Shorthanded Bulls fight valiantly but come up short in Washington

The Bulls team that was supposed to be blown out Tuesday in Washington—C’mon, admit it, you were watching it for the tractor trailer wreck you couldn’t look away from—coulda, woulda and probably shoulda. But the Bulls in the end of a wonderful effort ran into a Wall, the Wizards’ John, whose two jump shots in the last 47 seconds stole away the most unlikely of victories from the Bulls, 101-99.

“For of all sad words of tongue or pen,” the poet wrote, “The saddest are these: ‘It might have been!’"

“Really proud of the way the guys came out and fought tonight,” said Bulls coach Fred Hoiberg. “Young guys came out and took advantage of the opportunity to get out there under the circumstances we had; jumped out to a great start, shot with a lot of confidence in that first half (for a 61-49 lead). Unfortunately, we had some good looks that didn’t go down in the second half; shot two for 17 from the three-point line in the second half. It wasn’t because of lack of effort. We went out there and fought them until the end. Unfortunately, that shot (a Doug McDermott three to win it with 2.9 seconds left) came up a little short and Wall made huge plays.”

Wall did with 26 points and 14 assists, the Wizards edging ahead of the Bulls at 19-18 while the Bulls fell to 19-20.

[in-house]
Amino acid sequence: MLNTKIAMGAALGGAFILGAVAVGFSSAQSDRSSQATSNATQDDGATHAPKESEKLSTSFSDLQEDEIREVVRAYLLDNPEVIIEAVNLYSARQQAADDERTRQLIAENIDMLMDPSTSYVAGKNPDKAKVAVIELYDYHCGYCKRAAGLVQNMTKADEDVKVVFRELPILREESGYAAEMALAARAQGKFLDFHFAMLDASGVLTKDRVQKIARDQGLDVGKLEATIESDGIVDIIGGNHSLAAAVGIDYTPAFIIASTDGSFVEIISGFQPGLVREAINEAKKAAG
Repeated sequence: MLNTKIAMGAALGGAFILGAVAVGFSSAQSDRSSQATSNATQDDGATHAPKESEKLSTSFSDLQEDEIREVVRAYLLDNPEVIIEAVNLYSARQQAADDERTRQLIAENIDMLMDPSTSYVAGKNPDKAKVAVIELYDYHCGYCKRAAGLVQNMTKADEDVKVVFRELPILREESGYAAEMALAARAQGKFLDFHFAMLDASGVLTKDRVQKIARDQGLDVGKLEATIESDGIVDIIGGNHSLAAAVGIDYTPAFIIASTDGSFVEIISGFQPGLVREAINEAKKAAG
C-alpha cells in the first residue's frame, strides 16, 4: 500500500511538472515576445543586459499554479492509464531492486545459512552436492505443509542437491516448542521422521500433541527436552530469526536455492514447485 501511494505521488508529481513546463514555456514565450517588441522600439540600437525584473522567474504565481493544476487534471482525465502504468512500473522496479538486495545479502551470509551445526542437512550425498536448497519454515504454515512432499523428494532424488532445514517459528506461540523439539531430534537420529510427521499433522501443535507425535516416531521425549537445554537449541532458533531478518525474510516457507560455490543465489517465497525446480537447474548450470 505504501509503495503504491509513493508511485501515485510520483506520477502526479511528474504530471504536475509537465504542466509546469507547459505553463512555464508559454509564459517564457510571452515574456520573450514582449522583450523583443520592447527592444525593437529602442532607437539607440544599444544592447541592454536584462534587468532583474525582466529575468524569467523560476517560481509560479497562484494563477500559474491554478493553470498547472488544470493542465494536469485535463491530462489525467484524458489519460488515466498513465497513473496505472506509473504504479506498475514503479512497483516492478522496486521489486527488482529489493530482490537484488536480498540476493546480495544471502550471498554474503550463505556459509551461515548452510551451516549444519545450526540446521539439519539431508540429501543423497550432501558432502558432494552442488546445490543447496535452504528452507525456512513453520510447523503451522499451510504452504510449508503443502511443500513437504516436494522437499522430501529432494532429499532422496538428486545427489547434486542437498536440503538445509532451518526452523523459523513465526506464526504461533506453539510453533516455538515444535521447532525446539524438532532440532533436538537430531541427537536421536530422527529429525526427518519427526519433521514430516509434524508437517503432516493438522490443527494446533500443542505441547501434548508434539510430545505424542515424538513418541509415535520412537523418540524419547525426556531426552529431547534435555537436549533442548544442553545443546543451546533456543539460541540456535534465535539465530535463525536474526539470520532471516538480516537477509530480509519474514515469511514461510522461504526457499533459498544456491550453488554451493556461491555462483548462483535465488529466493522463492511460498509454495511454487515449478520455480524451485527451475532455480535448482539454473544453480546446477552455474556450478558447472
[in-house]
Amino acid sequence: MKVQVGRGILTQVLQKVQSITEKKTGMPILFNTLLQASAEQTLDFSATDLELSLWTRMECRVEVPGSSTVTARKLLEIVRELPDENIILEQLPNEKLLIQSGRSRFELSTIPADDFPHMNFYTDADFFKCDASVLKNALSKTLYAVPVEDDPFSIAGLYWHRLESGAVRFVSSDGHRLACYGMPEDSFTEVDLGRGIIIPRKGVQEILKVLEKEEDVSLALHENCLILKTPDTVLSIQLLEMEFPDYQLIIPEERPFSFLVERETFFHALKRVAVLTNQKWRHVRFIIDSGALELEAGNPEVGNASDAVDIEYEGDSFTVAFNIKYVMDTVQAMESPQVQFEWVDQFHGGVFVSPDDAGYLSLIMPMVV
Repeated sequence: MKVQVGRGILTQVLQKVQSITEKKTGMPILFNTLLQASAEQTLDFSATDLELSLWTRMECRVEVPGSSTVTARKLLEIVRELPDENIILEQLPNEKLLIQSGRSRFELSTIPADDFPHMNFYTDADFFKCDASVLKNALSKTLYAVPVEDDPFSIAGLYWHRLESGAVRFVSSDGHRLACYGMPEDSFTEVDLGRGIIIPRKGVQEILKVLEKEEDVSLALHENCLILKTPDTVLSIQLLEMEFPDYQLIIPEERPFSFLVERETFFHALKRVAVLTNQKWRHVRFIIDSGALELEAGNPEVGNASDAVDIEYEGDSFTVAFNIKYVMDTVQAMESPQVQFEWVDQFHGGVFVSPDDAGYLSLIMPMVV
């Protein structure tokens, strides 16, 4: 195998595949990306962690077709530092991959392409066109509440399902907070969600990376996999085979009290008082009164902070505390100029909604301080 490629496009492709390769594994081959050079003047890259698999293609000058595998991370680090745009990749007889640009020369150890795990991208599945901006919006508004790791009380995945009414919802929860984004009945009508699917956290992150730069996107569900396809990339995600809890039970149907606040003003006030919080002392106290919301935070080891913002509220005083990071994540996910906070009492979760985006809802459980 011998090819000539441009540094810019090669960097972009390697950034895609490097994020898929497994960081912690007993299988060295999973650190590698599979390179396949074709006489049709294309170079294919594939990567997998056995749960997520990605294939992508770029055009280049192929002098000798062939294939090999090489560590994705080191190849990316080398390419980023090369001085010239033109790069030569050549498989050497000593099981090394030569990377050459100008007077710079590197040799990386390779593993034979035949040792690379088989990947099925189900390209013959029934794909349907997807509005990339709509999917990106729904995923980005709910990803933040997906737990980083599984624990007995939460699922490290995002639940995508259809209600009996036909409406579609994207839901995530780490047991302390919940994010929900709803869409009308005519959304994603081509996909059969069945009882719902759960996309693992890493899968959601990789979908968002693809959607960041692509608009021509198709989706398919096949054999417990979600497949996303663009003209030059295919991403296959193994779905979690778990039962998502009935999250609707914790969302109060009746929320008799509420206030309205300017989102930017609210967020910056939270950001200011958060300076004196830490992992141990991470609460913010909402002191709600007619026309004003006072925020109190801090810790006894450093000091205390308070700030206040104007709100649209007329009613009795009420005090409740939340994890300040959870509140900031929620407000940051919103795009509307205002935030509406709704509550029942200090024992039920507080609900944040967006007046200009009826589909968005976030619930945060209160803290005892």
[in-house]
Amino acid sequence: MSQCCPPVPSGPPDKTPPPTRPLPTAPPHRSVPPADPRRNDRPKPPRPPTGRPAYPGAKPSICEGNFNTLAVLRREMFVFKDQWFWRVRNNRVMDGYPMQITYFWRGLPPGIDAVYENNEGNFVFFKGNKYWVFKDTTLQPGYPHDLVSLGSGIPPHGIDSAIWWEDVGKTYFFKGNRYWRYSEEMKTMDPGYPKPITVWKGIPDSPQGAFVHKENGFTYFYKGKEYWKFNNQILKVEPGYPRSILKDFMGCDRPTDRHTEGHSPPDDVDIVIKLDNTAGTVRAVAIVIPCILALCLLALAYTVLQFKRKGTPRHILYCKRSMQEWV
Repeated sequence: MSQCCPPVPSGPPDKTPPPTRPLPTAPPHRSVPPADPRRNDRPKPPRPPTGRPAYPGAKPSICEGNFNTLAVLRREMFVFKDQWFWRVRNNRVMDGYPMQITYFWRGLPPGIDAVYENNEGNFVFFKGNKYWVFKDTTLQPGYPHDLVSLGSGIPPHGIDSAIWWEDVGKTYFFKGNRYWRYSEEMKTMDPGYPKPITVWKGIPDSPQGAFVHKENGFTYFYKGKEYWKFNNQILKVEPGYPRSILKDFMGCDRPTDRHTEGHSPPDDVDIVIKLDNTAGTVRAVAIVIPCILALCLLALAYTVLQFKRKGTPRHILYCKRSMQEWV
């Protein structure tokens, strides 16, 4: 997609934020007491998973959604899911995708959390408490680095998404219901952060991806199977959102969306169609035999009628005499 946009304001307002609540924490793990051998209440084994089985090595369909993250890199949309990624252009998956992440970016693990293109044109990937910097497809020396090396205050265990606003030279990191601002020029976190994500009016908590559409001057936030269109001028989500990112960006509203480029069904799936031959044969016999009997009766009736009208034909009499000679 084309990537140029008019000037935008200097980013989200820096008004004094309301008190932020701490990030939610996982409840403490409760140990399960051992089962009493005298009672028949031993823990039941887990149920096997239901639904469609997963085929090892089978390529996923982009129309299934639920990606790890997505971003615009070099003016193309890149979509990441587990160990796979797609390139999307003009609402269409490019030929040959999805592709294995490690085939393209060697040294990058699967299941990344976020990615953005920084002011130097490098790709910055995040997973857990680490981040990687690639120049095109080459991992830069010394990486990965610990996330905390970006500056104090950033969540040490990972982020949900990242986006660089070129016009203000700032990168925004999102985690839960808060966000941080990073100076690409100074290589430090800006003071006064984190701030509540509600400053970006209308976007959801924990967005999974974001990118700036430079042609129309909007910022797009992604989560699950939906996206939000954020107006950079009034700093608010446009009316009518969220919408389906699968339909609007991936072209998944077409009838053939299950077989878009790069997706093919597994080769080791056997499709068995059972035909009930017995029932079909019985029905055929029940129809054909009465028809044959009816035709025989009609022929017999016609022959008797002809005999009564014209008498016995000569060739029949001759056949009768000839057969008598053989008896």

But that’s what All-Stars do, and the Bulls didn’t have any, or enough, available.

Jimmy Butler remained back in Chicago with the flu. Hoiberg said Butler remains uncertain for Thursday’s game in New York. Dwyane Wade had a planned rest night for the second of a back to back. Then, Nikola Mirotic also came down with the flu and remained back at the team hotel.

So Jerian Grant started with Michael Carter-Williams in the backcourt against All-Stars Wall and Bradley Beal. McDermott moved into Butler’s spot—and had a tough game with two of 11 shooting for four points—while Taj Gibson and Robin Lopez were upfront.

Denzel Valentine back after a second sprained ankle led six Bulls in double figures with 19 points, making five of 11 threes. Bobby Portis made three of four threes for 13 points and Taj Gibson with 10 points and 12 rebounds even made the second three of his career and first in more than six years.

But the bigger surprise was the return to the rotation of Rajon Rondo, who not only had 12 points, six assists and four rebounds, but he was the catalyst for the Bulls expedited ball movement, thrust and flow in shocking the Wizards with a 61-43 late second quarter lead.